In my last post, I touched on some of the big winners—and the likely soon-to-be-winners—in the wearable tech game. It’s already exploding in some pockets of the industry, such as activity trackers like the FitBit and Nike’s FuelBand, and with Samsung’s Galaxy Gear and the much-hyped iWatch, 2014 is primed to be a major year for the market as a whole.
So now, as marketers, you’ve got the goods—or will, soon—in the most granular way ever. With all of the personalized data soon to be available, marketers will be able to come along for the ride like never before if their brands can effectively tether themselves to these omnipresent wearables.
But what does that alignment look like today, and how will it take shape tomorrow? What is this next generation of deeply interactive marketing—and will consumers accept what could be seen as the ultimate invasion of privacy? With some of the advances in wearable tech about to hit the market, brands could literally be in consumers’ pants.
At first glance, the alignment with truly relevant, opt-in information seems like a natural entrance for brand marketers. Would consumers want high-value offers that are wholly relevant to their lifestyles? Perhaps. Because wearables typically sync with an app, brands could push content via that same app, through smartphone push alerts or, potentially, with a personalized email message. By using a more “traditional” marketing format and avoiding integration within the wearable itself, the brand still gains the value of talking to its precise target consumer without invading what seems like a safe space—the consumer’s watch, tracker, glasses, or garments.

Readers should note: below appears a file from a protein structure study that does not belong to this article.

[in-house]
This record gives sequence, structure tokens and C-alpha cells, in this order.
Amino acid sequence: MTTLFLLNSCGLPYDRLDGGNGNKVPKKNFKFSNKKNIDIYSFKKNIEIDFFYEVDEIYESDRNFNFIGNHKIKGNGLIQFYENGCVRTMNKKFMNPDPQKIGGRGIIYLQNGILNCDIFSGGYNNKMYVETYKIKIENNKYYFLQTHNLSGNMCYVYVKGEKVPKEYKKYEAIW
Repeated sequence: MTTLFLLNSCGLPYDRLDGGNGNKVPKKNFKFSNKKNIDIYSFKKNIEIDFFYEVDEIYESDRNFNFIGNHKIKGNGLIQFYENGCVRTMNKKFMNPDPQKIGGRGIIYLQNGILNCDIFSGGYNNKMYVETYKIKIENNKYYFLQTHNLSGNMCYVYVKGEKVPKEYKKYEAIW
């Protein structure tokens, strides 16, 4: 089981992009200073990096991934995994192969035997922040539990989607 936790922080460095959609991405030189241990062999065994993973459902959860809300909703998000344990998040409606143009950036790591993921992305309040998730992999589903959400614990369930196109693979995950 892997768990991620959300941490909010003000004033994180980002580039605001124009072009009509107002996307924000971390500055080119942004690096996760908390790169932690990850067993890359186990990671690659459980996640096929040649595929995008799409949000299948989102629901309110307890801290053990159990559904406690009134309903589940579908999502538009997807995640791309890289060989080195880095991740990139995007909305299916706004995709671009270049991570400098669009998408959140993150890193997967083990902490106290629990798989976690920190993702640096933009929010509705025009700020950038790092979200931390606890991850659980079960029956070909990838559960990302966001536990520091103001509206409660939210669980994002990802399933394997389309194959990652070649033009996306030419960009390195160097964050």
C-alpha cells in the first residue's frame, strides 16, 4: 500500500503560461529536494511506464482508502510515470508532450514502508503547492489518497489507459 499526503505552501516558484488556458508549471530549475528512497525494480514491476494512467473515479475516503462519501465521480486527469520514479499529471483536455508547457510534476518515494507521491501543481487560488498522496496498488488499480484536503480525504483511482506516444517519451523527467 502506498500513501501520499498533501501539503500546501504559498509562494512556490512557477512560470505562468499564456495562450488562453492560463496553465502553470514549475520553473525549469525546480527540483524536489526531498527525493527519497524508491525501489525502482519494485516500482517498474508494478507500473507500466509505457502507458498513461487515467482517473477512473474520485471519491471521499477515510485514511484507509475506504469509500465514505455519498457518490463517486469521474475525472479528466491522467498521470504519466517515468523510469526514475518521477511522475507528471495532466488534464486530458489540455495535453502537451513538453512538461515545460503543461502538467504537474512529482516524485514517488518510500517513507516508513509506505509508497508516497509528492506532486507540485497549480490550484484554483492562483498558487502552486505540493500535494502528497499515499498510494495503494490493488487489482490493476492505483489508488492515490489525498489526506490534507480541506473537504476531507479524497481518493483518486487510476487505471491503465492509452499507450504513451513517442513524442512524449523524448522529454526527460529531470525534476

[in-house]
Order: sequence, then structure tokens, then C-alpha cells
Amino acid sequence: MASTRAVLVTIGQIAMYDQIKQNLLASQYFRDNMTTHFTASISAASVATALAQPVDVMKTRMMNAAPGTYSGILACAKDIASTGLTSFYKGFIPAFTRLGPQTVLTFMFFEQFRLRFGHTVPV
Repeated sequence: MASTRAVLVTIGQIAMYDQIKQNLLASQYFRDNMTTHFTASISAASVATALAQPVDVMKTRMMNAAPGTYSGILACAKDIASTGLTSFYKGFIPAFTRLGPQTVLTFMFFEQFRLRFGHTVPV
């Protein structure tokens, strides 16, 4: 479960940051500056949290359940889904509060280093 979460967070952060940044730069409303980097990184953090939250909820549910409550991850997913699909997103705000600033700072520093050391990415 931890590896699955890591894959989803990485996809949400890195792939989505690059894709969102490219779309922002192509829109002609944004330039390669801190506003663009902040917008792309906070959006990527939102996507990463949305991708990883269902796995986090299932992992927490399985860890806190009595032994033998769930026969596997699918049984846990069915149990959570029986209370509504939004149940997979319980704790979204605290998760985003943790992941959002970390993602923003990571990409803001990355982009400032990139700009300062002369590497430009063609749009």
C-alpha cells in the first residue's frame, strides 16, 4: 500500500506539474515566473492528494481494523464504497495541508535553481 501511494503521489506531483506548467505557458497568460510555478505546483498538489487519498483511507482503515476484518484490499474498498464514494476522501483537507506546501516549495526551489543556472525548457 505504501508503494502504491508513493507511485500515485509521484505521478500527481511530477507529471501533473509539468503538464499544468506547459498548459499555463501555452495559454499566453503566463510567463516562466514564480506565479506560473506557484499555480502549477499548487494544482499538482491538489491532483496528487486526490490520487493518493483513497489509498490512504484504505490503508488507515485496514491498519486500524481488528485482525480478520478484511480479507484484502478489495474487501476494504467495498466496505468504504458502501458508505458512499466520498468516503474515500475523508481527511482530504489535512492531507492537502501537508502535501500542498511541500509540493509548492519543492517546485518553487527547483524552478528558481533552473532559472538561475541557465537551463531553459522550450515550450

At the next level, of course, is real-time shopping and the now-known consumer patterns. Google Glass, for example, measures where a wearer is looking. It knows when you enter the store, what aisles you’re visiting, and based on past search history, likely what you’re looking for. Big box stores like Walmart are already experimenting with the technology. Same goes for more advanced activity trackers and watches. You’ve clocked 300 miles in the last three months. Maybe it’s time for a new pair of sneakers, and here’s a 30 percent off promo code from a preferred brand. Or maybe it’s the opposite. You were doing great for weeks, but lately you’ve dropped off in your fitness regimen. What would it take to get you moving again? A free month at a local health club? A donation to a favorite charity for every 30 minutes of movement? You got it—sponsored by a brand partner, of course.
Coming out of the Consumer Electronics Show earlier this month, the wearables agenda seems almost set for 2014. It’s a pretty fashionable one. Kickstarter darling Pebble Steel got a chic metallic new look plus twice the memory and a host of new apps to roll out in the coming weeks and months. Intel announced a partnership with luxury retailer Barney’s and the tremendously influential Council of Fashion Designers of America, in hopes the organizations can align to combat the “it’s just not stylish enough” wearable naysayers. Not to be out-fashioned, FitBit officially launched its initiative with designer Tory Burch, set to fuse high fashion, innovative technology, and consumer necessity into a line of cutting-edge accessories rolling out in 2014. If this partnership can carve out even a fraction of the fervor surrounding Burch’s status-yielding apparel, footwear, and handbag collections, it could catapult wearables into another stratosphere entirely by year’s end.
Fashionable or not, the wearable tech market will provide metrics that will no doubt be the ultimate in consumer/brand connectivity. Gone are the days of reaching men who read fitness magazines or peruse at-home workout moves online, with substantial waste thanks to those who are just “window shopping” a healthier lifestyle. Now you can know who’s actually exerting themselves, whether they go through the traditional promotional motions or not. The context and the content are there, and the dots simply need to be connected. But, understandably, it’s not that simple. At the same time, the full-fledged wearable tech adoption will undoubtedly be faster than even insiders can anticipate.
Done right, tapping into unparalleled knowledge and insights coming out of wearables can drive long-lasting, meaningful relationships with core consumers beyond virtually any traditional marketing channel. Done wrong, it’s an instant turnoff with potential ethical murkiness bordering on Big Brother.